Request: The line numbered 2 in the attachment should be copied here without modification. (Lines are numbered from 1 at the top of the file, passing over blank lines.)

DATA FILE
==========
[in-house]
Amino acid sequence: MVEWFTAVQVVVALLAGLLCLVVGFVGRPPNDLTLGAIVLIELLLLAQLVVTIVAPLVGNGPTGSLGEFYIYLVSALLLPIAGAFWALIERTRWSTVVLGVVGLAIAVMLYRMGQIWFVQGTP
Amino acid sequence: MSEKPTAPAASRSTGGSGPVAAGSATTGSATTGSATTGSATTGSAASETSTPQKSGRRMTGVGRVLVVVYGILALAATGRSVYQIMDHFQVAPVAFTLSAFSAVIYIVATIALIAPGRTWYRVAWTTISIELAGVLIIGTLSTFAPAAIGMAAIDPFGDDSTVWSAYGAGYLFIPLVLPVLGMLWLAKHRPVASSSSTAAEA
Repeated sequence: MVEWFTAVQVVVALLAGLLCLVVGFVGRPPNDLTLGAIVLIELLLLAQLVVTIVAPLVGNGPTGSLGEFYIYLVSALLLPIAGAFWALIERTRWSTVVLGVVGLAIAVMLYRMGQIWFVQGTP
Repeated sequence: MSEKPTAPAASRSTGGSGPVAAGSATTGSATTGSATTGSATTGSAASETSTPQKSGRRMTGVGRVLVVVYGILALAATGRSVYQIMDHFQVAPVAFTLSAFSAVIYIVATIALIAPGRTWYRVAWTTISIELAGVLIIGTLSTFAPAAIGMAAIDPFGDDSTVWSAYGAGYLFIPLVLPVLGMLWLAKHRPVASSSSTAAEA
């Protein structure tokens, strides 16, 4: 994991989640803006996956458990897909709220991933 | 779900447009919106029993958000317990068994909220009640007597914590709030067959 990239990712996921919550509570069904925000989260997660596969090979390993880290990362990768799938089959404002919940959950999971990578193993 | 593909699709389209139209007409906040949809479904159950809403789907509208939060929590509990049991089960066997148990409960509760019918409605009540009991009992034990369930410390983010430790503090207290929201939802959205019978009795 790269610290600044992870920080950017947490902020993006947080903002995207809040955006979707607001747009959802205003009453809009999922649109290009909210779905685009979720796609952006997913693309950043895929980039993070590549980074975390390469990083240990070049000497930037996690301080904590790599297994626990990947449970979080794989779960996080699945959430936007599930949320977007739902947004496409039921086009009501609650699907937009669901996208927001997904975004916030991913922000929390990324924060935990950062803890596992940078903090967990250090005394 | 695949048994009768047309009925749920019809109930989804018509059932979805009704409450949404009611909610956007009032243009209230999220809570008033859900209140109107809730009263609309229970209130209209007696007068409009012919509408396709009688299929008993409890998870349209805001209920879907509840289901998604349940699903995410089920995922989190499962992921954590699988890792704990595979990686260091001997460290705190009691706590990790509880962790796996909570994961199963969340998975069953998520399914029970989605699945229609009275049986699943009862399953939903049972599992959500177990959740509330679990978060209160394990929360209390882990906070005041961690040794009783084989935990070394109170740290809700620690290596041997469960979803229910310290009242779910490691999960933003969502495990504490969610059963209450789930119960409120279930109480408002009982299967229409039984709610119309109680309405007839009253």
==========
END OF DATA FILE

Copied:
Amino acid sequence: MVEWFTAVQVVVALLAGLLCLVVGFVGRPPNDLTLGAIVLIELLLLAQLVVTIVAPLVGNGPTGSLGEFYIYLVSALLLPIAGAFWALIERTRWSTVVLGVVGLAIAVMLYRMGQIWFVQGTP